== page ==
Panel is exploring whether the Vikings' future home is suitable for a college football playoff game or a Final Four basketball tourney.
The $975 million future home of the Minnesota Vikings may someday host Super Bowls, Final Fours, and professional soccer tournaments.
On Friday, the newly created public body working with the team to build the downtown Minneapolis stadium briefly entertained another possibility -- playing host to a national championship college football game.
"I don't think there is anything that is off the table at this point," Steve Maki, director of facilities and engineering for the Metrodome, said after members of the Minnesota Sports Facilities Authority met for only the second time since being appointed last month.
Maki told authority members that he recently contacted Bowl Championship Series (BCS) administrators, who help determine matchups for post-season college football games, and asked them to review a general outline for the Vikings stadium project.
Key elements of that outline, created in 2008 and 2009 by HKS Architects of Dallas and Mortenson Construction of Minneapolis , were used in shaping the stadium financing legislation approved this spring.
Maki said the authority wants to know whether that plan, nearly four years old, is adequate for hosting a BCS playoff game or an NCAA Final Four men's basketball tournament, or whether it needs to be tweaked.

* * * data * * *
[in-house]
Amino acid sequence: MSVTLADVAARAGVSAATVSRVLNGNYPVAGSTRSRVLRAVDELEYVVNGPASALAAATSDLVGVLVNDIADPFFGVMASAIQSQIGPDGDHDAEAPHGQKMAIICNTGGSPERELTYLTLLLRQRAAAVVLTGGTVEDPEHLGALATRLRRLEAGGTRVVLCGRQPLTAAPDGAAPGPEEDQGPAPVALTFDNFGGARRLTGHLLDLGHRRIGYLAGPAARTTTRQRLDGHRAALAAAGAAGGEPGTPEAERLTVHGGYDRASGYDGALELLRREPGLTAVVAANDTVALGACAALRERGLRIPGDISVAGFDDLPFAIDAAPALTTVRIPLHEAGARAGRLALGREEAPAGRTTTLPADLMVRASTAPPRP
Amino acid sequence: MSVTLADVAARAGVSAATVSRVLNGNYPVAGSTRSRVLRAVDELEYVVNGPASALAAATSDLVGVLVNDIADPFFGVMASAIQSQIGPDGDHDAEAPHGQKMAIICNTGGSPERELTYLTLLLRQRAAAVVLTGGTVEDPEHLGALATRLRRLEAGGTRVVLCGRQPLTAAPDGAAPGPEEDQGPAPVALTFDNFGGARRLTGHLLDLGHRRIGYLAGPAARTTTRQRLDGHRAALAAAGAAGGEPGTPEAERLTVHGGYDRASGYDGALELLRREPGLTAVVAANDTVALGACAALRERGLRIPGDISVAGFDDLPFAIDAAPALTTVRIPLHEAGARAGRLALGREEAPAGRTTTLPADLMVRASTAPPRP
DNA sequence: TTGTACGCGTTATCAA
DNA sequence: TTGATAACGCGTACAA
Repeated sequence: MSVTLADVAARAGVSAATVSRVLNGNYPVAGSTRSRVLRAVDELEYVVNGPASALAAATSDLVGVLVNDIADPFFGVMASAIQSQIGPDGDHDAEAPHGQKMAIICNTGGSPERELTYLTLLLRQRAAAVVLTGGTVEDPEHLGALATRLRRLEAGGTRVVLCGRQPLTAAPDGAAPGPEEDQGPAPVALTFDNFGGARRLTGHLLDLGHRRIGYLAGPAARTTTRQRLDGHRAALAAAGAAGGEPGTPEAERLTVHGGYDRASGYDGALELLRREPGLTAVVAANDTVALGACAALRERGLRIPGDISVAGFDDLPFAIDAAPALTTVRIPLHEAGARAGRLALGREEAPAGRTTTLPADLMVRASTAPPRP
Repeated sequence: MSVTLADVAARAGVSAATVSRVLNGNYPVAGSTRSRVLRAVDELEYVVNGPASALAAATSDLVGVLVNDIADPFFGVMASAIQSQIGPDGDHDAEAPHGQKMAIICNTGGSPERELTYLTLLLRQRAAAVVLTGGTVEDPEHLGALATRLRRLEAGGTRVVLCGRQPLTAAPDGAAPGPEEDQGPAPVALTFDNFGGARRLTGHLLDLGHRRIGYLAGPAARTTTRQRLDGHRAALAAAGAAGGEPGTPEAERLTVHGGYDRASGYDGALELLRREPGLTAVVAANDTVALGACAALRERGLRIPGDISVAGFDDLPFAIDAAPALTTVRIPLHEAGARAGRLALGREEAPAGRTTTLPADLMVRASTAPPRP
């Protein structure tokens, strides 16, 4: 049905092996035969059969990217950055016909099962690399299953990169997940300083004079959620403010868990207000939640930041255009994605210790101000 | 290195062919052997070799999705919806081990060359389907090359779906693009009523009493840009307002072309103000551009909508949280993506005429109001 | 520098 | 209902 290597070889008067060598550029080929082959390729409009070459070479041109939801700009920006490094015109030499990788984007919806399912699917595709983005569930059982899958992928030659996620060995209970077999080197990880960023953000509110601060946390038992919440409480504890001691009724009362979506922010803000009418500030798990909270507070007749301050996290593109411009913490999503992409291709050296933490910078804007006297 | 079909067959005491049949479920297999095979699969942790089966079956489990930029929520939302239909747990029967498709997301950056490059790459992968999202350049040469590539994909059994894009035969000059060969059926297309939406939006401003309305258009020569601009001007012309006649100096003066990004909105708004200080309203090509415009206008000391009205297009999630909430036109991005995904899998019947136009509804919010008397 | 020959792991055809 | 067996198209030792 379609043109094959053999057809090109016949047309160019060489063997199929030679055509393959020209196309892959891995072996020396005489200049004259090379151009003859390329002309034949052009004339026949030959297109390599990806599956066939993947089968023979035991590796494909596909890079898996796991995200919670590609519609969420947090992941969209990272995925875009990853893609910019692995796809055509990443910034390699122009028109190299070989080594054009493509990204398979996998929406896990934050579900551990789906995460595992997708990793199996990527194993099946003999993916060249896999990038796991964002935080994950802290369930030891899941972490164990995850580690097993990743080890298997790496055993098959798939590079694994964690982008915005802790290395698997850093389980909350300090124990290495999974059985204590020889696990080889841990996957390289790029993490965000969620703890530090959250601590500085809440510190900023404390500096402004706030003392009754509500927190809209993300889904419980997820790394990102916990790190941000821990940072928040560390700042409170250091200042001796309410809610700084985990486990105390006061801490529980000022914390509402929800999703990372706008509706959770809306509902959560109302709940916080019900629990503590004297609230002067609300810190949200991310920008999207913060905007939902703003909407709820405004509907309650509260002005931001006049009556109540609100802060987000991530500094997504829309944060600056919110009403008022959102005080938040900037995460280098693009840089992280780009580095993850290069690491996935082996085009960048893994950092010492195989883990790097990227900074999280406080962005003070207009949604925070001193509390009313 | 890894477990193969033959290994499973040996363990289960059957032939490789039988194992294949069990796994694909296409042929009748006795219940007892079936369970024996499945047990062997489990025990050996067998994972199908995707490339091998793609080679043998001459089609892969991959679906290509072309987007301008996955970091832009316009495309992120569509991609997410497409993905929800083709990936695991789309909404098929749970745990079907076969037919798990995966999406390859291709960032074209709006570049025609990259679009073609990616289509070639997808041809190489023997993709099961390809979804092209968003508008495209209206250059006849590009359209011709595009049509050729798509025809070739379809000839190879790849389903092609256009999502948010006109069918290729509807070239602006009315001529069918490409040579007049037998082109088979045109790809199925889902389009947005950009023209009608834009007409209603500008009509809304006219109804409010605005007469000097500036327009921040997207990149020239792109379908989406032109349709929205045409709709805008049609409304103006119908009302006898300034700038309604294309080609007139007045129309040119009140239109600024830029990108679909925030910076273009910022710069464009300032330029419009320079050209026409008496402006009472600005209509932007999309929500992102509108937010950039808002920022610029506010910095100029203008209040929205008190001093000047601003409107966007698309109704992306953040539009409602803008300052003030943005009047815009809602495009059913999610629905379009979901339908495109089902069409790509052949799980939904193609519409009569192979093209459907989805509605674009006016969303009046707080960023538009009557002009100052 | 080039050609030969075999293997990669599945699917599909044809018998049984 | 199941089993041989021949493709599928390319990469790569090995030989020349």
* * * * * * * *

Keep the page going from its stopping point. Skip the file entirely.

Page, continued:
He said officials from both organizations plan to respond by the end of July -- in advance of the authority's hiring of an architectural firm to begin detailed work on designing the new stadium.
"All we're trying to do is find out if the program we have out there appears to meet their needs and if the planned stadium could meet the BCS needs," he said. "We're trying to make sure we haven't eliminated any options."
The BCS was started in 1998, but will be eliminated by the 2014 season in favor of a four-team playoff among the top college football teams in the country.
Under a recently-approved plan, the national semifinal games would rotate among the Rose Bowl in Pasadena, Calif.; the Orange Bowl in Miami; the Fiesta Bowl in Glendale, Ariz.; and the Sugar Bowl in New Orleans. Two other sites also would be included, with games played on New Year's Eve or New Year's Day.
The title game would be put up for bid.
Ted Mondale, the authority's executive director, said the new stadium, which will be built on the Metrodome site, wouldn't be in the running for a BCS or Final Four event until 2017 at the earliest. The Vikings hope to open the stadium by the 2016 NFL season.
"The goal is to ensure the stadium is adequate not only for Vikings games and current existing events, but potential future events that bring people and activity to the state," said Jeff Anderson, director of corporate communications for the Vikings.
"We're just making sure that if we're going to build this facility we'll build it in a way that will work for everybody."
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